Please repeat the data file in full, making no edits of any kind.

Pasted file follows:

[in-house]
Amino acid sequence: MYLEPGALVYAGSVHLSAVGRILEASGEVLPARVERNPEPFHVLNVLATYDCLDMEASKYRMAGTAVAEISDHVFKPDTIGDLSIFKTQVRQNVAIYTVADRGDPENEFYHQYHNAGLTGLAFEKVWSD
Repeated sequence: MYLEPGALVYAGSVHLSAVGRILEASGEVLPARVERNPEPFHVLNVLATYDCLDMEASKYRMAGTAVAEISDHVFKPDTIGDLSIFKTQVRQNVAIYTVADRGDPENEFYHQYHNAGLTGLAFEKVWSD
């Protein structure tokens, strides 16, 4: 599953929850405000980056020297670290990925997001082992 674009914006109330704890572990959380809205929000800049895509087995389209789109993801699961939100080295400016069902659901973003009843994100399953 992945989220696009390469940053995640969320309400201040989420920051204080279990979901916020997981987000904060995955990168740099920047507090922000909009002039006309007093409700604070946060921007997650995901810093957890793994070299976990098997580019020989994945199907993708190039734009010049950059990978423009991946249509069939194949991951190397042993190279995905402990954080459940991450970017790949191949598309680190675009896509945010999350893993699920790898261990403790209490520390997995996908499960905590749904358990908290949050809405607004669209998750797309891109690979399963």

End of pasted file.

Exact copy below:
[in-house]
Amino acid sequence: MYLEPGALVYAGSVHLSAVGRILEASGEVLPARVERNPEPFHVLNVLATYDCLDMEASKYRMAGTAVAEISDHVFKPDTIGDLSIFKTQVRQNVAIYTVADRGDPENEFYHQYHNAGLTGLAFEKVWSD
Repeated sequence: MYLEPGALVYAGSVHLSAVGRILEASGEVLPARVERNPEPFHVLNVLATYDCLDMEASKYRMAGTAVAEISDHVFKPDTIGDLSIFKTQVRQNVAIYTVADRGDPENEFYHQYHNAGLTGLAFEKVWSD
């Protein structure tokens, strides 16, 4: 599953929850405000980056020297670290990925997001082992 674009914006109330704890572990959380809205929000800049895509087995389209789109993801699961939100080295400016069902659901973003009843994100399953 992945989220696009390469940053995640969320309400201040989420920051204080279990979901916020997981987000904060995955990168740099920047507090922000909009002039006309007093409700604070946060921007997650995901810093957890793994070299976990098997580019020989994945199907993708190039734009010049950059990978423009991946249509069939194949991951190397042993190279995905402990954080459940991450970017790949191949598309680190675009896509945010999350893993699920790898261990403790209490520390997995996908499960905590749904358990908290949050809405607004669209998750797309891109690979399963």